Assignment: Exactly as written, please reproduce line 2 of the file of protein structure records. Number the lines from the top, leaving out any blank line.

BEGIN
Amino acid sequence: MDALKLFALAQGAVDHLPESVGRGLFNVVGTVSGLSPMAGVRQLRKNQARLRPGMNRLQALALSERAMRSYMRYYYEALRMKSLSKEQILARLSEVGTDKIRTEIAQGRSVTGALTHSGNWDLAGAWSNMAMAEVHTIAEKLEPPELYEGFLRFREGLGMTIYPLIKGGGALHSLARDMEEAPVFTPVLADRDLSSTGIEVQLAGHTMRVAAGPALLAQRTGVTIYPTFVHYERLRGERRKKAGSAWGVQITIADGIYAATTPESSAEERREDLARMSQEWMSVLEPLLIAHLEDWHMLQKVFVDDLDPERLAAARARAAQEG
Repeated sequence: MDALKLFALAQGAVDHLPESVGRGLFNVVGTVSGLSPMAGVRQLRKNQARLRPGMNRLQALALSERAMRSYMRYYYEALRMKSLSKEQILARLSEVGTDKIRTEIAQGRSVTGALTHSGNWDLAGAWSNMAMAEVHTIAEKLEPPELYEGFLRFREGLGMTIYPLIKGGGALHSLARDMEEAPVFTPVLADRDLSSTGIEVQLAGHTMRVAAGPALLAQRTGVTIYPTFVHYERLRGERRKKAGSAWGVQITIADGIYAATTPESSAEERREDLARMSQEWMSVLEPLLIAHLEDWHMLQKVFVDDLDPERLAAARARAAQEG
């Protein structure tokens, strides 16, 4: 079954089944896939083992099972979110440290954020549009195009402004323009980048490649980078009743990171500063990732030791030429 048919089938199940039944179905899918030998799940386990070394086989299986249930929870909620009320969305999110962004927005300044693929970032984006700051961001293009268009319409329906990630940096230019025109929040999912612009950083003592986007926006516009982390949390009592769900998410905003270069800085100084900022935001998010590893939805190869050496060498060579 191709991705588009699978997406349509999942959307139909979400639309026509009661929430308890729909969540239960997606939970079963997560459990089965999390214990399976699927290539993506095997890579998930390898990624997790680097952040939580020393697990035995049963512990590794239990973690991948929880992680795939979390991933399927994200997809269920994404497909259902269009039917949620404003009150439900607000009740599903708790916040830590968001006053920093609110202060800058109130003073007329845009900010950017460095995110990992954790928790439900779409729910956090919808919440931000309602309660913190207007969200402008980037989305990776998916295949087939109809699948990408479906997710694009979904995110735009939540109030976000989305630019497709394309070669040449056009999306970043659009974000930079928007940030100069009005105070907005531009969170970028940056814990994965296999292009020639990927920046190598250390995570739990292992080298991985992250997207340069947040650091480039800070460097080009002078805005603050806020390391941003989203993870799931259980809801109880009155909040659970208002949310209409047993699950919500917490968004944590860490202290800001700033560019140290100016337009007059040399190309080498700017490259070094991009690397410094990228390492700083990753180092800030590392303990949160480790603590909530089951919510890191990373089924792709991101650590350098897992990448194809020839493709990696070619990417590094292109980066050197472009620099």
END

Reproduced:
Repeated sequence: MDALKLFALAQGAVDHLPESVGRGLFNVVGTVSGLSPMAGVRQLRKNQARLRPGMNRLQALALSERAMRSYMRYYYEALRMKSLSKEQILARLSEVGTDKIRTEIAQGRSVTGALTHSGNWDLAGAWSNMAMAEVHTIAEKLEPPELYEGFLRFREGLGMTIYPLIKGGGALHSLARDMEEAPVFTPVLADRDLSSTGIEVQLAGHTMRVAAGPALLAQRTGVTIYPTFVHYERLRGERRKKAGSAWGVQITIADGIYAATTPESSAEERREDLARMSQEWMSVLEPLLIAHLEDWHMLQKVFVDDLDPERLAAARARAAQEG